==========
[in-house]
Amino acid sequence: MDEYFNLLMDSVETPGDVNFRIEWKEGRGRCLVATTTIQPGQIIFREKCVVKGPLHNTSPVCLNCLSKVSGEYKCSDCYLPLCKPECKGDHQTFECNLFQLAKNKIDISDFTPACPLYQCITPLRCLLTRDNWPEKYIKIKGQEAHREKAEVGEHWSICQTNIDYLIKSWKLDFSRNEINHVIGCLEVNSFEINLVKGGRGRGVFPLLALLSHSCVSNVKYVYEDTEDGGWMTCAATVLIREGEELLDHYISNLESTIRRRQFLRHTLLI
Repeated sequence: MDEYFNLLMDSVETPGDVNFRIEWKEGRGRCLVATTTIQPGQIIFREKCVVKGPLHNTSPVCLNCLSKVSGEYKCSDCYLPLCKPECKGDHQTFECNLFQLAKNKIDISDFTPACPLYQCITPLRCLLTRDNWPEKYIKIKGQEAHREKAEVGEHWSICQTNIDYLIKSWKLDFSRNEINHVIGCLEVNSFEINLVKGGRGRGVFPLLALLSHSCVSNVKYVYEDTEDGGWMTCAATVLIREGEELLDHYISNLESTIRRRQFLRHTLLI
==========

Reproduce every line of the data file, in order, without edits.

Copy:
[in-house]
Amino acid sequence: MDEYFNLLMDSVETPGDVNFRIEWKEGRGRCLVATTTIQPGQIIFREKCVVKGPLHNTSPVCLNCLSKVSGEYKCSDCYLPLCKPECKGDHQTFECNLFQLAKNKIDISDFTPACPLYQCITPLRCLLTRDNWPEKYIKIKGQEAHREKAEVGEHWSICQTNIDYLIKSWKLDFSRNEINHVIGCLEVNSFEINLVKGGRGRGVFPLLALLSHSCVSNVKYVYEDTEDGGWMTCAATVLIREGEELLDHYISNLESTIRRRQFLRHTLLI
Repeated sequence: MDEYFNLLMDSVETPGDVNFRIEWKEGRGRCLVATTTIQPGQIIFREKCVVKGPLHNTSPVCLNCLSKVSGEYKCSDCYLPLCKPECKGDHQTFECNLFQLAKNKIDISDFTPACPLYQCITPLRCLLTRDNWPEKYIKIKGQEAHREKAEVGEHWSICQTNIDYLIKSWKLDFSRNEINHVIGCLEVNSFEINLVKGGRGRGVFPLLALLSHSCVSNVKYVYEDTEDGGWMTCAATVLIREGEELLDHYISNLESTIRRRQFLRHTLLI